But a better chance is still likely a slim one.
The Liberals have taken a somewhat softer line on the Northern Gateway and Trans Mountain expansion proposals than the NDP, but that doesn't amount to a "green light" for either project, said Warren Mabee, director of the Institute for Energy and Environmental Policy at Queen's University.
"It's not as though it's just a slam dunk. It's not as though this means that it's a done deal, everybody can sit back and relax," he said.
The New Democrats under Adrian Dix came out against Northern Gateway and Trans Mountain, full stop.
But Premier Christy Clark — whose Liberals won a majority government despite polls that predicted an NDP victory — has laid out five conditions under which her government would allow oil pipelines to be built.
Firstly, the projects have to make it through the regulatory review process. The second and third conditions have to do with spill prevention and response — on land and on water. The fourth pertains to First Nations consultation. And the fifth, arguably most contentious, one has to do with B.C. reaping some of the economic benefits of the pipeline.
On the final condition, Clark has argued the economic boost B.C. would get from the pipelines themselves does not equate to the environmental risks the province would take on.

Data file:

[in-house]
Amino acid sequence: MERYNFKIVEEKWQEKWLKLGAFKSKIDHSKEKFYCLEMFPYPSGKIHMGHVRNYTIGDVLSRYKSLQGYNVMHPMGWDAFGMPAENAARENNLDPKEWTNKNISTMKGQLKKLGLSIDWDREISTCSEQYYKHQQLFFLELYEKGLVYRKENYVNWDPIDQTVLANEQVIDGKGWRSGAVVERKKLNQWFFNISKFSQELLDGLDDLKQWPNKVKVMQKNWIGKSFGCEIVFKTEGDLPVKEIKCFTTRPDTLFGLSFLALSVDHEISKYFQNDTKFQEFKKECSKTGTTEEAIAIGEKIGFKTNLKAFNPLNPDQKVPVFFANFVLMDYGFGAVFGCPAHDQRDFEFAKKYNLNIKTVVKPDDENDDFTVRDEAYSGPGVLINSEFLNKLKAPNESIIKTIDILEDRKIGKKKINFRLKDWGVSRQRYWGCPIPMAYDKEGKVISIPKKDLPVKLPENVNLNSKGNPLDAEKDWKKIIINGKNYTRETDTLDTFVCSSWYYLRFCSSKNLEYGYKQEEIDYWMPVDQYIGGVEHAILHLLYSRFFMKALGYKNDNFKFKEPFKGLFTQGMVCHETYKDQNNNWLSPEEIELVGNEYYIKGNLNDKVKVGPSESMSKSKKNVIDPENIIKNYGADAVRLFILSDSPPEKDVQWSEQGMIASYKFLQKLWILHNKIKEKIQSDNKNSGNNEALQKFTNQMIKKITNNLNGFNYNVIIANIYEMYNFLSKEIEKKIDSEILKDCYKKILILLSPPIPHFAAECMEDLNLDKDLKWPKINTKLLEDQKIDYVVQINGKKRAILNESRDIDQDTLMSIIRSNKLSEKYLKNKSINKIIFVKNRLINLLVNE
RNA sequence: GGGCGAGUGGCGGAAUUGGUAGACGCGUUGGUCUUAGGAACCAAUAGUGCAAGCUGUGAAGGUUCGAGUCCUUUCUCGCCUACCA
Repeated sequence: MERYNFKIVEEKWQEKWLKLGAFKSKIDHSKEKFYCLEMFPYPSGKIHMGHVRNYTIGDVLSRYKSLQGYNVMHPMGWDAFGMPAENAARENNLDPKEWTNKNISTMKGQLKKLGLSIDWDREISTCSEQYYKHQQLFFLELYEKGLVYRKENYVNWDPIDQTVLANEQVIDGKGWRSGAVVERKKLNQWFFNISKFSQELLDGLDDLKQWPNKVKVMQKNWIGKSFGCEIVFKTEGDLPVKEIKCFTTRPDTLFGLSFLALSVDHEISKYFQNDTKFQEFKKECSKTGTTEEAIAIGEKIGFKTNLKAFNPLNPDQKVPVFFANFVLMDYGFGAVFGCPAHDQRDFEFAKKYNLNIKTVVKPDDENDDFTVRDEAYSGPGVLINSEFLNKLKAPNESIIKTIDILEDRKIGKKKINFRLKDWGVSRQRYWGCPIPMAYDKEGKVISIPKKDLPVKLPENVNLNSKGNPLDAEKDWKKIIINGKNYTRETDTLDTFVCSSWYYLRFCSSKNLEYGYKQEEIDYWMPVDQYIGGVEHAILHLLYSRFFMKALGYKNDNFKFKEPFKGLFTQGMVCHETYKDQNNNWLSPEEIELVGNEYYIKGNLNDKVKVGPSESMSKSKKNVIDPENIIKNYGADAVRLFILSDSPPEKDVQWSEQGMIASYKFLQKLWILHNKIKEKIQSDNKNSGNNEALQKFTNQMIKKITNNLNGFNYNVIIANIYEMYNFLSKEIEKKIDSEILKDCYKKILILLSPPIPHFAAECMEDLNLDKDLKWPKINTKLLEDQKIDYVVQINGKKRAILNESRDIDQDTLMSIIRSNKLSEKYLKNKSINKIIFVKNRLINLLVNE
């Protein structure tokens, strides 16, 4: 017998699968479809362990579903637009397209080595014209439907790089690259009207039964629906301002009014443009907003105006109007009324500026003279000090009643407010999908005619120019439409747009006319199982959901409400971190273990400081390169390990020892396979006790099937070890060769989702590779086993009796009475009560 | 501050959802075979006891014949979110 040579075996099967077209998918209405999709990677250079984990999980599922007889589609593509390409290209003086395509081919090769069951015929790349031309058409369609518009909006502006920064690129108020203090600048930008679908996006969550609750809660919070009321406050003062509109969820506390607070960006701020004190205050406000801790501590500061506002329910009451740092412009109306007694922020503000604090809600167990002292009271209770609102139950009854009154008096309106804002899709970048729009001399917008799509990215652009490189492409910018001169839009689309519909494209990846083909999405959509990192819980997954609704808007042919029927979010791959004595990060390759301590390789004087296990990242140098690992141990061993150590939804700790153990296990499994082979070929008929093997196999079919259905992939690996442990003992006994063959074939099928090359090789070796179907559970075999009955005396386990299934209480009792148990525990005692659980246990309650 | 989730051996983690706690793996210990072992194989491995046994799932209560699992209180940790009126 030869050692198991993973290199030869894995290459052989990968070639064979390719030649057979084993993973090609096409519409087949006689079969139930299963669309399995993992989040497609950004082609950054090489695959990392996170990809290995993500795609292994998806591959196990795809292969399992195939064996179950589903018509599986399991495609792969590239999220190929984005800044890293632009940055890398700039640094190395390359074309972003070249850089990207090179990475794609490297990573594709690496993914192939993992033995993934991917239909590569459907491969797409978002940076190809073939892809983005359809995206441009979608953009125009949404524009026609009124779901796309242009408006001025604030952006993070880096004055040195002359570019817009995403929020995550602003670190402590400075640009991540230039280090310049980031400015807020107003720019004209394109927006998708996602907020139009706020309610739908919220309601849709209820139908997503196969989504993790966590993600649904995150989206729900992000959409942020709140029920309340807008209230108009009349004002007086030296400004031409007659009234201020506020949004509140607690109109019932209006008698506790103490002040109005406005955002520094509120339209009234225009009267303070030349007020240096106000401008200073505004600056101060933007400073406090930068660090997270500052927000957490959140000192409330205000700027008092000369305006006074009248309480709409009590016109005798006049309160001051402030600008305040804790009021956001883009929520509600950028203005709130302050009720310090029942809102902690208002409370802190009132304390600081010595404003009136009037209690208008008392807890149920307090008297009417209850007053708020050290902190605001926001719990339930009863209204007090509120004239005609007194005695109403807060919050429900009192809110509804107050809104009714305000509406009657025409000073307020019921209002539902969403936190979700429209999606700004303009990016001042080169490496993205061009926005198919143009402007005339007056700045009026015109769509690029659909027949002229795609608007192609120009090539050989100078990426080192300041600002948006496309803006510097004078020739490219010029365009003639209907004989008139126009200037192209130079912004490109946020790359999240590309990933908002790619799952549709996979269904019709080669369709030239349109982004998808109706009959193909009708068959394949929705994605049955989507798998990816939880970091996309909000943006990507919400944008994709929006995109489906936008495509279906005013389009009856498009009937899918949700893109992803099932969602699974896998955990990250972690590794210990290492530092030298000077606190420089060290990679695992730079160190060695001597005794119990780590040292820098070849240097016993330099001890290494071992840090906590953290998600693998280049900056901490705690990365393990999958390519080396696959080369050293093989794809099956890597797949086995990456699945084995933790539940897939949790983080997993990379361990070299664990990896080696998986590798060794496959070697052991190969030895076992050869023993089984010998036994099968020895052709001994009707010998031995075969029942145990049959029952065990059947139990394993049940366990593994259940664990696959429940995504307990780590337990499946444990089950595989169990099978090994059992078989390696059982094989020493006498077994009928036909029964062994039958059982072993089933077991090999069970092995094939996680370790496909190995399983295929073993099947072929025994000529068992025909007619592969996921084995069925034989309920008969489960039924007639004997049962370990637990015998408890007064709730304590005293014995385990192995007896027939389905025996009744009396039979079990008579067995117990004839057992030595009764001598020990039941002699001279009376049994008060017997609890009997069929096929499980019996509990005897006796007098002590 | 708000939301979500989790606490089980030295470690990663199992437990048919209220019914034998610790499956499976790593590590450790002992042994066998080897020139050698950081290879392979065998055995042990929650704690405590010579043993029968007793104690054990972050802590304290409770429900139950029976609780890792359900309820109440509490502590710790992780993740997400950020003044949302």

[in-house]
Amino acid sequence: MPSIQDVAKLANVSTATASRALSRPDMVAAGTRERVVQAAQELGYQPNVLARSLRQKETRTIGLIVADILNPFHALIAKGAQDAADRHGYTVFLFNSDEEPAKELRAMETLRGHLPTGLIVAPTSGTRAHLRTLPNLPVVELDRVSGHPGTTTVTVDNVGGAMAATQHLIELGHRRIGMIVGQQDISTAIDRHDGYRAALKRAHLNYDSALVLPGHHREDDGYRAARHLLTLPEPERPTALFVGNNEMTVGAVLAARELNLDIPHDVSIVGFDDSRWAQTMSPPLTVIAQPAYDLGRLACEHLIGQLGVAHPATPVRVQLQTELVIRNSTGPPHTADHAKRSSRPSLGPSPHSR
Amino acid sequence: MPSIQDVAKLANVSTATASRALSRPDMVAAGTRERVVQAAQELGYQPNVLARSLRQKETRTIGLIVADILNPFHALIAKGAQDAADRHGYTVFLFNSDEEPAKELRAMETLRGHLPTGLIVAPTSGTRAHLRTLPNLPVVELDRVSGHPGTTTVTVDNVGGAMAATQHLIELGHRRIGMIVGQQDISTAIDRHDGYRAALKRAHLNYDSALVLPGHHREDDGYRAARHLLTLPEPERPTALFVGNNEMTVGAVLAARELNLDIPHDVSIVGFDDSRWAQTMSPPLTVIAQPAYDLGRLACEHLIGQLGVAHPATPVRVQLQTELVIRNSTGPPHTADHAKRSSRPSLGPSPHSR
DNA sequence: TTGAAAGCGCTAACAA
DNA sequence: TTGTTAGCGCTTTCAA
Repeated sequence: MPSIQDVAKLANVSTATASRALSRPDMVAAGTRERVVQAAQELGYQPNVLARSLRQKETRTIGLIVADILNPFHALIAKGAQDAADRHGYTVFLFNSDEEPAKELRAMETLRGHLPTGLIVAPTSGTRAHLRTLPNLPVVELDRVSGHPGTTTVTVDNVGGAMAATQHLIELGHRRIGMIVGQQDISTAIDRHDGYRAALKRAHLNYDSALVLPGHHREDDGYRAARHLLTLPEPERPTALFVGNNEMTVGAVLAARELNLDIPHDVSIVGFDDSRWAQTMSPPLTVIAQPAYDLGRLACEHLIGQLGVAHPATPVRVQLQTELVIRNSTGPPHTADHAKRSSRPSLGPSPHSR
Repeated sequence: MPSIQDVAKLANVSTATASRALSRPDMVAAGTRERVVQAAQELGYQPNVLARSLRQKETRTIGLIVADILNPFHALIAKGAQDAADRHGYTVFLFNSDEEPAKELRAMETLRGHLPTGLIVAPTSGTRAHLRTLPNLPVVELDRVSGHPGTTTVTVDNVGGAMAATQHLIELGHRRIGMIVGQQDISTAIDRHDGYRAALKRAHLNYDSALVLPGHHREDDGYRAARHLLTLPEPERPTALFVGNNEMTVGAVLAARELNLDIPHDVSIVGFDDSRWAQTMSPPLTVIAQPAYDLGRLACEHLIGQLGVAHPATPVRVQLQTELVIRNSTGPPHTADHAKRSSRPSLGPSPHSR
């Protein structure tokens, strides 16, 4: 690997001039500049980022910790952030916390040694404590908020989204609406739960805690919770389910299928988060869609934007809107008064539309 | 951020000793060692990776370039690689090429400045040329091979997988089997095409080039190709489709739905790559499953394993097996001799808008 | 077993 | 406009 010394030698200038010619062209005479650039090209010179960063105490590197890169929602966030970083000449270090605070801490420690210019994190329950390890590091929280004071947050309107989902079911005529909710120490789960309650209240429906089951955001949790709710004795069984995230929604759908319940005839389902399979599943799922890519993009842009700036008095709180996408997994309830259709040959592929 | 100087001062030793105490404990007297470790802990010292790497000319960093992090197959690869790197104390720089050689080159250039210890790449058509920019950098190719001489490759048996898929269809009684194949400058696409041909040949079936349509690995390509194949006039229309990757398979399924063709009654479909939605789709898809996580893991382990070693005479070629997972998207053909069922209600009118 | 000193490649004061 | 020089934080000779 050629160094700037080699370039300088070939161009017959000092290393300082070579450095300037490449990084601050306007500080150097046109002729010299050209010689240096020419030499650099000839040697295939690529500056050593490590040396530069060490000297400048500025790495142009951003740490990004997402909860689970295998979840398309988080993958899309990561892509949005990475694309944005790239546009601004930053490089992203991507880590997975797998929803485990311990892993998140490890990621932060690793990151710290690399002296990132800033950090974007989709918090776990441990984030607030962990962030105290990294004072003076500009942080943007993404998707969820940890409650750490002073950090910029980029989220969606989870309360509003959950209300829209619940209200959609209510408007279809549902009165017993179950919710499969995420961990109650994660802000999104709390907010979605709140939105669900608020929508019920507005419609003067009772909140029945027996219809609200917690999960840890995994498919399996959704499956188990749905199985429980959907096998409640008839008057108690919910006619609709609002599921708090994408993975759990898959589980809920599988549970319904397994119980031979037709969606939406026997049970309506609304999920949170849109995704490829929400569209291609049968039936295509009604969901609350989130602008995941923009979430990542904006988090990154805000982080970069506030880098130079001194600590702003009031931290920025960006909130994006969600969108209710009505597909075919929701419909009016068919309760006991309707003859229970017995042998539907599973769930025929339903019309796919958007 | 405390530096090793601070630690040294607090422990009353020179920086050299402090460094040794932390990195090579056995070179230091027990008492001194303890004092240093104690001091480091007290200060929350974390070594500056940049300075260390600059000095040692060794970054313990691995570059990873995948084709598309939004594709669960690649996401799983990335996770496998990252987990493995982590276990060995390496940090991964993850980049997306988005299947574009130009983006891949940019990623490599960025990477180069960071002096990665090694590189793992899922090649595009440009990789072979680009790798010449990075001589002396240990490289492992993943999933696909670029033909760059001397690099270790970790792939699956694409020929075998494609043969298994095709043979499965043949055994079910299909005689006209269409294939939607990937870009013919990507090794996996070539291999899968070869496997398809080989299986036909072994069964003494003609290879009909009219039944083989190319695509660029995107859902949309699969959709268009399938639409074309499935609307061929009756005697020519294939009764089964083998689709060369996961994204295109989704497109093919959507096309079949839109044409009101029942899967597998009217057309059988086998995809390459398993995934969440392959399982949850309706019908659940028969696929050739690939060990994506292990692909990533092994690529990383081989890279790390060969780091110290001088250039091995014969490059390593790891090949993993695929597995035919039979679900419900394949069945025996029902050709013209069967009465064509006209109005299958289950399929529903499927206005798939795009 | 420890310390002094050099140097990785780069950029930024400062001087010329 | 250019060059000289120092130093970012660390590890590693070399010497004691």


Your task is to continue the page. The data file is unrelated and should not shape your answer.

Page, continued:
In the months since a "frosty" — in Clark's words — meeting in Calgary to discuss the matter with Alberta Premier Alison Redford last fall, the question over whether Alberta ought fork over some of the oil revenues to B.C. remains unresolved.
The B.C. government has 17 days to submit its final arguments to the regulatory panel weighing Enbridge Inc.'s (TSX:ENB) $6-billion Northern Gateway proposal, which would ship 550,000 barrels of oilsands crude to the northern port of Kitimat, B.C.
Kinder Morgan plans to file a regulatory application later this year for its plan to nearly triple the capacity of the existing Trans Mountain pipeline form Alberta to the B.C. Lower Mainland.
"I would be surprised at this point if the B.C. Liberals decided in favour of Enbridge, given everything they've said, given all the evidence that was presented during the hearings and given the staunch opposition of First Nations and local governments," said Eric Swanson, campaign director at the Dogwood Initiative, an anti-pipeline group.
Even if Clark's conditions are satisfied and her government does throw her support behind pipelines, there are other obstacles standing in the way.
Many First Nations groups along the route remain staunchly opposed, as do many B.C. municipal governments.
"It's never been only the provincial government making the decision. They've always been an important actor," Swanson said.
"We're hopeful still that today's government of British Columbia will stand up for our rivers and our coast."